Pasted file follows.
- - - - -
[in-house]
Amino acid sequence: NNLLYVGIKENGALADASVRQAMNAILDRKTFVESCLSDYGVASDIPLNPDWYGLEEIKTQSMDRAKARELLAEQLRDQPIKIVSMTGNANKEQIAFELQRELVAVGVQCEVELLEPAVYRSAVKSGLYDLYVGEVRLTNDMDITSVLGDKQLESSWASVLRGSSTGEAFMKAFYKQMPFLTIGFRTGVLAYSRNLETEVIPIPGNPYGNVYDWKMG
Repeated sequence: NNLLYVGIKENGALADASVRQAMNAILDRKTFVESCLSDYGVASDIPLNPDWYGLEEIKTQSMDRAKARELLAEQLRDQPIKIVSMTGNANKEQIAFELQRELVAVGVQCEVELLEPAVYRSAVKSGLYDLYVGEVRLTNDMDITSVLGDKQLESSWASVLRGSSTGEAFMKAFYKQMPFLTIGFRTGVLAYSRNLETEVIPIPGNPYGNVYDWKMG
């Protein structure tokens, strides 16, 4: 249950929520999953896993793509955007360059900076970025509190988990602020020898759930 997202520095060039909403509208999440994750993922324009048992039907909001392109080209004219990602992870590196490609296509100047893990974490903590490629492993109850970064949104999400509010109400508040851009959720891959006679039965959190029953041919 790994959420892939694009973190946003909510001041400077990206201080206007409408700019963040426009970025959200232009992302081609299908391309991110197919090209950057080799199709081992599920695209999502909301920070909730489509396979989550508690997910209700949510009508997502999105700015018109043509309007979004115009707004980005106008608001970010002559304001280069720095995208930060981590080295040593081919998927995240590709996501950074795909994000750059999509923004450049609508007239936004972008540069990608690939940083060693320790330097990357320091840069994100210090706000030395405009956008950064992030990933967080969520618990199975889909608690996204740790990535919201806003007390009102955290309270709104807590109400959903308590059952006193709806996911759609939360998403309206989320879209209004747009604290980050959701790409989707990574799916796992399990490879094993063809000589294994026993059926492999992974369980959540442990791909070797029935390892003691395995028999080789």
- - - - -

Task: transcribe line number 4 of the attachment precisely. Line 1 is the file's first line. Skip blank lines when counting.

């Protein structure tokens, strides 16, 4: 249950929520999953896993793509955007360059900076970025509190988990602020020898759930 997202520095060039909403509208999440994750993922324009048992039907909001392109080209004219990602992870590196490609296509100047893990974490903590490629492993109850970064949104999400509010109400508040851009959720891959006679039965959190029953041919 790994959420892939694009973190946003909510001041400077990206201080206007409408700019963040426009970025959200232009992302081609299908391309991110197919090209950057080799199709081992599920695209999502909301920070909730489509396979989550508690997910209700949510009508997502999105700015018109043509309007979004115009707004980005106008608001970010002559304001280069720095995208930060981590080295040593081919998927995240590709996501950074795909994000750059999509923004450049609508007239936004972008540069990608690939940083060693320790330097990357320091840069994100210090706000030395405009956008950064992030990933967080969520618990199975889909608690996204740790990535919201806003007390009102955290309270709104807590109400959903308590059952006193709806996911759609939360998403309206989320879209209004747009604290980050959701790409989707990574799916796992399990490879094993063809000589294994026993059926492999992974369980959540442990791909070797029935390892003691395995028999080789």